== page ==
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Coming of Age in Fiji

Back story

2 min read

If you’re a fan of our profiles, you’ve probably noticed a pattern: Early on, they mention degrees earned from vaunted institutions and then describe illustrious steps on the road to the top. The subject’s grade school days, by contrast, tend to evoke skirmishes with acne and squeaky-voiced humiliations. So when Associate Editor Sandra Upson visited Arieta Gonelevu in Fiji for this year’s Dream Jobs report, she wasn’t expecting to end up at the energy specialist’s rather epic high school reunion.

In October, hundreds of alumnae descended upon the campus of the all-girls Adi Cakobau School, outside Suva, the capital of Fiji, for the academy’s 60th anniversary. Dressed identically by graduating class, the women met on a central lawn ringed with palm trees. A yellow-clad group of graduates unfolded pages of newspaper on the grass and arranged themselves next to a floral-print cluster of women. Gonelevu’s classmates, in mauve skirts and blouses, sat daintily on their shoes. The head of the school began speaking from a podium. Under the intense noon sun, the Old Girls of Adi Cakobau chatted quietly in Fijian and watched frogs hop over their feet.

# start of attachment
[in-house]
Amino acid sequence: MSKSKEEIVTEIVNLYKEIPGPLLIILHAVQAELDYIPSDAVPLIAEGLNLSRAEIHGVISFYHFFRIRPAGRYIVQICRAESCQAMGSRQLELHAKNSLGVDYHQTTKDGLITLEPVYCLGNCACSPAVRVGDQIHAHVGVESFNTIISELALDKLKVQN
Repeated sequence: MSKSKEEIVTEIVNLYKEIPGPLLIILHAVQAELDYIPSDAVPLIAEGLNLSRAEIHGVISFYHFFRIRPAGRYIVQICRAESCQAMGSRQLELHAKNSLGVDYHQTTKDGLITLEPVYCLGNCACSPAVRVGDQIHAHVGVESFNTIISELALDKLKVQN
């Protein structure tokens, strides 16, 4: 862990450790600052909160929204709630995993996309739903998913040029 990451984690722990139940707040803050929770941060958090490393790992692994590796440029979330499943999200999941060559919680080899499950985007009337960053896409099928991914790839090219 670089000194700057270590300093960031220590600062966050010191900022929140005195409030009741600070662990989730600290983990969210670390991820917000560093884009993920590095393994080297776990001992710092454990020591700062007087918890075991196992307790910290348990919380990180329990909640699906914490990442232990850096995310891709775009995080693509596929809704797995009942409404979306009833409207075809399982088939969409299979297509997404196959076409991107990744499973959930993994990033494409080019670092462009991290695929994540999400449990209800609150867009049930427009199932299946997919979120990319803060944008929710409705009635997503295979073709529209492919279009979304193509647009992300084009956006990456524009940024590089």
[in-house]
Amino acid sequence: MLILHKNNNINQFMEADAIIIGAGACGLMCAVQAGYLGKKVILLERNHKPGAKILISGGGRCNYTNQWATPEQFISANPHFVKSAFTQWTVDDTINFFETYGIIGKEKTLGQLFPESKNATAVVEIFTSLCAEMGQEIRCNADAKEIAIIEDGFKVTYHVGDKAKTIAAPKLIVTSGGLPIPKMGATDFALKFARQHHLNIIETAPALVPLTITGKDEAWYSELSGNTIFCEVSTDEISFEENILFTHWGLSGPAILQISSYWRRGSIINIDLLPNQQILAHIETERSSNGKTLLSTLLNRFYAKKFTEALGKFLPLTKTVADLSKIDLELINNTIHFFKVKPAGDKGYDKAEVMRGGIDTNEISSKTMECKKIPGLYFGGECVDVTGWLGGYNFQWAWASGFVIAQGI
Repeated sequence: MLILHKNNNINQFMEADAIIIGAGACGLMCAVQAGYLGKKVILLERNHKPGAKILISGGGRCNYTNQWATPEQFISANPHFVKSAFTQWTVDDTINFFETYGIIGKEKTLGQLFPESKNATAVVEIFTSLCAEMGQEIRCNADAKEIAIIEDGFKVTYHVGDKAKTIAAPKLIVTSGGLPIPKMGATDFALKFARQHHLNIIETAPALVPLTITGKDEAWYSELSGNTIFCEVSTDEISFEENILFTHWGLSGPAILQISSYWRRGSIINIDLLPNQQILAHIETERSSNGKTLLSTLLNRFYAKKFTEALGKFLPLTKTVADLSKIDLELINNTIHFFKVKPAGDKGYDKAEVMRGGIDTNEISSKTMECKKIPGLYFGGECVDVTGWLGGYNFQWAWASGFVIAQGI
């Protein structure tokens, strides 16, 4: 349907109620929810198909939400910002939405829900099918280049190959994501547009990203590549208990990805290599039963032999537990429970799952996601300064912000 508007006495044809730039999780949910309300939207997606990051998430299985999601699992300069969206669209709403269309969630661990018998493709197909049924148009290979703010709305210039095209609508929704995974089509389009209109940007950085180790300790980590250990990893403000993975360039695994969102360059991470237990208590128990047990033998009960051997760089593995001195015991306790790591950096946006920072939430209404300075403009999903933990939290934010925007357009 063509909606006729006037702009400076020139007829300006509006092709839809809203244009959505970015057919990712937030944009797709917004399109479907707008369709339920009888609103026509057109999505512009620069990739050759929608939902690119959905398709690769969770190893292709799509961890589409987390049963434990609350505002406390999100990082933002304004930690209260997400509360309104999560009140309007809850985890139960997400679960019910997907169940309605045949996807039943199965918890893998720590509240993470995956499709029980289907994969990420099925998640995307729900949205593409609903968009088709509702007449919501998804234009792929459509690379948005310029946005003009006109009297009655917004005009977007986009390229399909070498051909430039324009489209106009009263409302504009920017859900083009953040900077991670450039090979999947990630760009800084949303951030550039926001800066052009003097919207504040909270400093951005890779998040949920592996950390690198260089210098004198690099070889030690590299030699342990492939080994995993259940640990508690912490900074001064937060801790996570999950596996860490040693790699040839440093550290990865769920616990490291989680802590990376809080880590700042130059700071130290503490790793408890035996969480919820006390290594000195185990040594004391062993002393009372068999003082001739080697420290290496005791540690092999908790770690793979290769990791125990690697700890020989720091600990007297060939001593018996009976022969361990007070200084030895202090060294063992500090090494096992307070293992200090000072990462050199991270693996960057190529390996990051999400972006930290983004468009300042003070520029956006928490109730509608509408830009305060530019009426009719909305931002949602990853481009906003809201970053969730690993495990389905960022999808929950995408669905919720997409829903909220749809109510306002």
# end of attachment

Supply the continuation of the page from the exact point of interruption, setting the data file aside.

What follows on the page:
An SUV with pure black windows drove up a side road and onto the grass. The field fell into a hush. Ratu Josefa Iloilo, the 88â¿¿year old president of Fiji, emerged from the vehicle and tottered up to a dais on the arm of a guard. ”At first I was startled,” Upson recalls, noting that Iloilo had been deposed in a military coup d’état in December 2006. ”Then someone explained that Fiji’s military dictatorship had effectively cleared the president of all responsibilities,” allowing him to return nominally to office. A group of boys from a neighboring school, ceremonially bare-chested and wearing grass skirts, presented Iloilo with gifts: a pig wrapped in leaves, mats woven from pandanus leaves, and several bowls of kava, the tranquilizing drink that forms the backbone of Fijian social gatherings, which he obediently consumed.

Later, with the speechifying done and the president off in his giant black car, Gonelevu and her friends danced in a procession and sang school songs. Mindful of her guest, Gonelevu soon left the reunion to show Upson solar panels that she’d installed long ago at a nearby farm. It was a first step for her as a professional, on a road less traveled.

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